The value chain study conducted by the evaluation team is based on the Value Links 2.0 approach and on an unprecedented and exclusive socio-anthropological analysis of the context of essential-oil production in Anjouan. This aspect of evaluation is innovative because the socio-cultural fabric that contributes to structuring the value chain is often ignored. It is however decisive here because of the importance of traditional relations. On the economic front, our study develops a typical distribution of income per type of actor (distiller, labourer, flower producer and flower picker), providing a basis for a fairer distribution of the added value and a better definition of selling prices at different points of the chain.

The evaluation

With the authorization of Initiative Développement, the main results of the evaluation, in the order of expected results of the FY-DAFE 2 programme, are presented as follows:

1. UDAFE component. The programme fully achieved its goals by installing 41 UDAFEs under the FY-DAFE 2 programme, 35 of which directly. As a result, pressure on the wood resource was reduced for every distillation unit. One hundred training courses, mainly technical, but also in entrepreneurship, were provided to more than eight hundred people. The evaluation team identified new and useful training areas, such as health and safety at work. The new UDAFE generations are successively more efficient in terms of energy efficiency, and their handling requires some support.

2. Reforestation component. The establishment of an effective partnership with Dahari, a local civil-society organization, laid the foundations for sustainable management of the wood energy resource. The wood-energy sector has yet to exist in Anjouan, and wood-energy supply plans for the distillation units remain to be developed. The ylang-ylang essential oil value chain is very dynamic, which raises the question of the sustainability of the wood energy resource despite the effectiveness of the UDAFE.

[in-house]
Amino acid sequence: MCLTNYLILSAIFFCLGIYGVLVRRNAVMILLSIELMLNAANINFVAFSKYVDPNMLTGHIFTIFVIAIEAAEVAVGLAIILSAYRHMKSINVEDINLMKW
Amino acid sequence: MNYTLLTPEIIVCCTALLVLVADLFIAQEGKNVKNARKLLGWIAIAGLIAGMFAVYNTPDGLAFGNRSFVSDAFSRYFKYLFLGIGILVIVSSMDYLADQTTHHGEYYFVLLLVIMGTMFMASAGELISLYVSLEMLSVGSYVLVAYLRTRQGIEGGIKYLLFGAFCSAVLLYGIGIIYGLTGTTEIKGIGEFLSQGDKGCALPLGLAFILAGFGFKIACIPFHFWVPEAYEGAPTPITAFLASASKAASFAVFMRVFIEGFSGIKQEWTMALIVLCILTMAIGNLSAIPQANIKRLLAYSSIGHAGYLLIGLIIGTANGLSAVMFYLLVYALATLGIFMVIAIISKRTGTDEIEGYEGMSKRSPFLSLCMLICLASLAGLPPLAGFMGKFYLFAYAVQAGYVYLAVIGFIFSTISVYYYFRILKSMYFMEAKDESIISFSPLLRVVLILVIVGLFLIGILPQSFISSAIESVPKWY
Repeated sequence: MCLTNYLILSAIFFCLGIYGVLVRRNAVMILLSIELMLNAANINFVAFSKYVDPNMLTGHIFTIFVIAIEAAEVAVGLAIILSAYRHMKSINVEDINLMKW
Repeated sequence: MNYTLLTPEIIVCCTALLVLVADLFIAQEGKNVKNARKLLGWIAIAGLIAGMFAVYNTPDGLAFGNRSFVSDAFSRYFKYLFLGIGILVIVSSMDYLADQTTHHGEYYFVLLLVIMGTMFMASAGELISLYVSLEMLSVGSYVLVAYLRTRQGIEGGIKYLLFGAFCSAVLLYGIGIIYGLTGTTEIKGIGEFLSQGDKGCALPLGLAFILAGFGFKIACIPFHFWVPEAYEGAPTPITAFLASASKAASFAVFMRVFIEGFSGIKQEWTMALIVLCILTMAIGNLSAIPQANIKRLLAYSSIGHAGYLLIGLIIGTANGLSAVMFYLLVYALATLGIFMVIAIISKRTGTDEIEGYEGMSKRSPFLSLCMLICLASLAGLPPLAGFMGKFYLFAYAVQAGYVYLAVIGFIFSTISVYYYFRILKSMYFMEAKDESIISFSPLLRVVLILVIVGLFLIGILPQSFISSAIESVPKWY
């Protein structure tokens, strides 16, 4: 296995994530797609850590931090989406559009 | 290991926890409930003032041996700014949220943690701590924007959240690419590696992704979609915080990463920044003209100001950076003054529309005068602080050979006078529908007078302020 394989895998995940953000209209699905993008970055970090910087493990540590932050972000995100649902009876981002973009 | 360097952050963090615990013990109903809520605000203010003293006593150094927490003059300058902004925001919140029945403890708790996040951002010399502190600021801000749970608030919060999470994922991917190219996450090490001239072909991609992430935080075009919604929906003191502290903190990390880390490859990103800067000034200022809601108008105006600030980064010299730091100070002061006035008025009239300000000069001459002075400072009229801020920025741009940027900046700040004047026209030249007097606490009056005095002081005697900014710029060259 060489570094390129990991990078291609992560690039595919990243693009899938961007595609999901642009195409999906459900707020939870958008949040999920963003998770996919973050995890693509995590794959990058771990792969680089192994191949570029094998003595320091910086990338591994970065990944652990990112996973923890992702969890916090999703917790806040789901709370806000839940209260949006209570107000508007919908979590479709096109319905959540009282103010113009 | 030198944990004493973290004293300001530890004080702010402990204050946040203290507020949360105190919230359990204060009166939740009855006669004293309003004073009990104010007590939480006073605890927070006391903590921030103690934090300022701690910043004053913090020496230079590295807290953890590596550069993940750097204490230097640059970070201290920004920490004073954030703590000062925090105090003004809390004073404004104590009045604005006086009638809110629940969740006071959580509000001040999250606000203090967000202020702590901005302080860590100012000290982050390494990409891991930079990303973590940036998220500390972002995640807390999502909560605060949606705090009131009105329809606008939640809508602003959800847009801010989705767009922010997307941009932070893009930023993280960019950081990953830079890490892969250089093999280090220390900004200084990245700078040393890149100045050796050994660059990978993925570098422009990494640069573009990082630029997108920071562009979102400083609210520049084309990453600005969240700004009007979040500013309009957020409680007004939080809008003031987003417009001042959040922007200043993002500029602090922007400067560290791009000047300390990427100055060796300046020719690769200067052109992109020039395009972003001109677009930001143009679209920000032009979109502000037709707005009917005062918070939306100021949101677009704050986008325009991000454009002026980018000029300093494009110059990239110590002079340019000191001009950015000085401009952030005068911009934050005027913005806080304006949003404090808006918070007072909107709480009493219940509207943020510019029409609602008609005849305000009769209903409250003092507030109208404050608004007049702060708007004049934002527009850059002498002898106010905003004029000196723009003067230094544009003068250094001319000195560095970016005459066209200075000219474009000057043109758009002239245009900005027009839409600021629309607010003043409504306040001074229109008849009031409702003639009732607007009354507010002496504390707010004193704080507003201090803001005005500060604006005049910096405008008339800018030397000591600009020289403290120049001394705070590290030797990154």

3. Technical training. Ninety percent of the target in terms of the number of distillers trained to improve the management of their business and the production of traceable quality essential oils has been achieved. Results in terms of the quality and traceability of the value chain are however still mixed.

4. Structuring the value chain progressively according to a fair, competitive and sustainable model is an important goal for the actors of the value chain and the project partners. The activities proposed by ID to achieve this evolved as the programme developed, to integrate the different processes described above. The results are positive and the implemented activities are relatively efficient, and certainly sustainable, thanks to the inclusiveness of the approach.

5. Valuation of the carbon emission reductions due to the project through the contemplated certification scheme did not have the expected result because of the gap between the participatory and progressive approach of the project and the metrics of the carbon certifiers.

Perception by the players involved

The field survey allowed us to compare various actors’ appreciation of the main expected results of the project. At this stage, distillers and exporters are those who have benefitted most from it. The component that was unanimously well appreciated was the one improving the energy efficiency of distillation, followed by the training of distillers and labourers, who valued the training, though a significant turnover prevented all those currently practicing to benefit from it. The results of the “sustainable supply chain” component must become more tangible for the actors in the sector beyond distillers and exporters, particularly for the labourers. The “wood energy resource” component is currently being developed in partnership with Dahari in an area of Anjouan, and will be extended and connected to the value chain in the next phase of the programme.